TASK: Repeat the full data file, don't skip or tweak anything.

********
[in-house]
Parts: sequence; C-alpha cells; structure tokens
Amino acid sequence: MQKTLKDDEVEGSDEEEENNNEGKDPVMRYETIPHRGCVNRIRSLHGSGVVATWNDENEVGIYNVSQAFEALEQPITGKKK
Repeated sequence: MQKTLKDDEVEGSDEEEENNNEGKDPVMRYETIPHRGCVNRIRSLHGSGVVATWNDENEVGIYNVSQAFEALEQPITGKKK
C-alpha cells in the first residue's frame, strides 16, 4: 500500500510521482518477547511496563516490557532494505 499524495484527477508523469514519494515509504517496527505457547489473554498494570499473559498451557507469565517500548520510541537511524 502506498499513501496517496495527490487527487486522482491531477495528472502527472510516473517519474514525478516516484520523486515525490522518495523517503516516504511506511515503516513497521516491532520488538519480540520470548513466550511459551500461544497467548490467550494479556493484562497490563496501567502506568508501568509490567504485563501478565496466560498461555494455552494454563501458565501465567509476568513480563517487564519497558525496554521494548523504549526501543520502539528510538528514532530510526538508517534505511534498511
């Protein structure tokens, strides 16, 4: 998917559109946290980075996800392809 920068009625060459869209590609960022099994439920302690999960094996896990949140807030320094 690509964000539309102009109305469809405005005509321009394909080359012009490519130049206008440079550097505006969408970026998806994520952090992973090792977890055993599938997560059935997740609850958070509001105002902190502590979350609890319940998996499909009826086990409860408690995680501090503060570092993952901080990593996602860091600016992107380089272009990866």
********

[in-house]
Parts: sequence; C-alpha cells; structure tokens
Amino acid sequence: MQKTLKDDEVEGSDEEEENNNEGKDPVMRYETIPHRGCVNRIRSLHGSGVVATWNDENEVGIYNVSQAFEALEQPITGKKK
Repeated sequence: MQKTLKDDEVEGSDEEEENNNEGKDPVMRYETIPHRGCVNRIRSLHGSGVVATWNDENEVGIYNVSQAFEALEQPITGKKK
C-alpha cells in the first residue's frame, strides 16, 4: 500500500510521482518477547511496563516490557532494505 499524495484527477508523469514519494515509504517496527505457547489473554498494570499473559498451557507469565517500548520510541537511524 502506498499513501496517496495527490487527487486522482491531477495528472502527472510516473517519474514525478516516484520523486515525490522518495523517503516516504511506511515503516513497521516491532520488538519480540520470548513466550511459551500461544497467548490467550494479556493484562497490563496501567502506568508501568509490567504485563501478565496466560498461555494455552494454563501458565501465567509476568513480563517487564519497558525496554521494548523504549526501543520502539528510538528514532530510526538508517534505511534498511
């Protein structure tokens, strides 16, 4: 998917559109946290980075996800392809 920068009625060459869209590609960022099994439920302690999960094996896990949140807030320094 690509964000539309102009109305469809405005005509321009394909080359012009490519130049206008440079550097505006969408970026998806994520952090992973090792977890055993599938997560059935997740609850958070509001105002902190502590979350609890319940998996499909009826086990409860408690995680501090503060570092993952901080990593996602860091600016992107380089272009990866």